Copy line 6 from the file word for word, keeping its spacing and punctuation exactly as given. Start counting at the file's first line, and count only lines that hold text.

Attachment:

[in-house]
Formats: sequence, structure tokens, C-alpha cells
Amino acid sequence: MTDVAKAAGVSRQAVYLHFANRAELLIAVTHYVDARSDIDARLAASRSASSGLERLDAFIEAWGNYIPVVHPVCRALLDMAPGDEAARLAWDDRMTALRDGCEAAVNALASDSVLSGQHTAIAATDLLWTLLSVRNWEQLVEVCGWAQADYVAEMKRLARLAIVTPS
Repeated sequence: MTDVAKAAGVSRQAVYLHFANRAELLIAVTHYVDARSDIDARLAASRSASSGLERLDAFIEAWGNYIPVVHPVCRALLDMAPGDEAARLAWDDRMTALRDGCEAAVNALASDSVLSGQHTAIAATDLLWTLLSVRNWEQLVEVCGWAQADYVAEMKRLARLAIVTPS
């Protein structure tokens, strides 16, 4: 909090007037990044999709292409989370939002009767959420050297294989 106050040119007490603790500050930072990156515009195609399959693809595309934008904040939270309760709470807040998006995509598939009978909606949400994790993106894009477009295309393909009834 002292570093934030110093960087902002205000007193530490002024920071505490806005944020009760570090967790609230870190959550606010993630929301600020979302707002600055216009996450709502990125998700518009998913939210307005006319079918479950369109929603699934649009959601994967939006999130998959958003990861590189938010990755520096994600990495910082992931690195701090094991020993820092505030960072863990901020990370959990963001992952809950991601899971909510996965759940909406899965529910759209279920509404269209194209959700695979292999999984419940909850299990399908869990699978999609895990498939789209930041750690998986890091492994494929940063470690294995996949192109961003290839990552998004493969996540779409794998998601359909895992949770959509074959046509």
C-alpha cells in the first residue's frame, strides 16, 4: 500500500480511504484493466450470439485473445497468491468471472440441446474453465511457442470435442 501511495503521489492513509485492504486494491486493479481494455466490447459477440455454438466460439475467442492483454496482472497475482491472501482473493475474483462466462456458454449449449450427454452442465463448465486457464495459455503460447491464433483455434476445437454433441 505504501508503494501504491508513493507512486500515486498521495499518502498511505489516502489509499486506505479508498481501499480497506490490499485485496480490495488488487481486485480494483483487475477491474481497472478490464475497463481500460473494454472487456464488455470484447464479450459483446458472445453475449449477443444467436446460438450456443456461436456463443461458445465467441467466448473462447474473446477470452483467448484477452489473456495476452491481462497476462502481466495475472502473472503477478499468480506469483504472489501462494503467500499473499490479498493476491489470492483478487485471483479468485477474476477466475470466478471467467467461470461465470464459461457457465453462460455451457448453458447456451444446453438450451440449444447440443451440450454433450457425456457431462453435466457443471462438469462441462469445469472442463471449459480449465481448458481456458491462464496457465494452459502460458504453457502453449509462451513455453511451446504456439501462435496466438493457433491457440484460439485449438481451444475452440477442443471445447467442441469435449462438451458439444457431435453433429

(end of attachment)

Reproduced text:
C-alpha cells in the first residue's frame, strides 16, 4: 500500500480511504484493466450470439485473445497468491468471472440441446474453465511457442470435442 501511495503521489492513509485492504486494491486493479481494455466490447459477440455454438466460439475467442492483454496482472497475482491472501482473493475474483462466462456458454449449449450427454452442465463448465486457464495459455503460447491464433483455434476445437454433441 505504501508503494501504491508513493507512486500515486498521495499518502498511505489516502489509499486506505479508498481501499480497506490490499485485496480490495488488487481486485480494483483487475477491474481497472478490464475497463481500460473494454472487456464488455470484447464479450459483446458472445453475449449477443444467436446460438450456443456461436456463443461458445465467441467466448473462447474473446477470452483467448484477452489473456495476452491481462497476462502481466495475472502473472503477478499468480506469483504472489501462494503467500499473499490479498493476491489470492483478487485471483479468485477474476477466475470466478471467467467461470461465470464459461457457465453462460455451457448453458447456451444446453438450451440449444447440443451440450454433450457425456457431462453435466457443471462438469462441462469445469472442463471449459480449465481448458481456458491462464496457465494452459502460458504453457502453449509462451513455453511451446504456439501462435496466438493457433491457440484460439485449438481451444475452440477442443471445447467442441469435449462438451458439444457431435453433429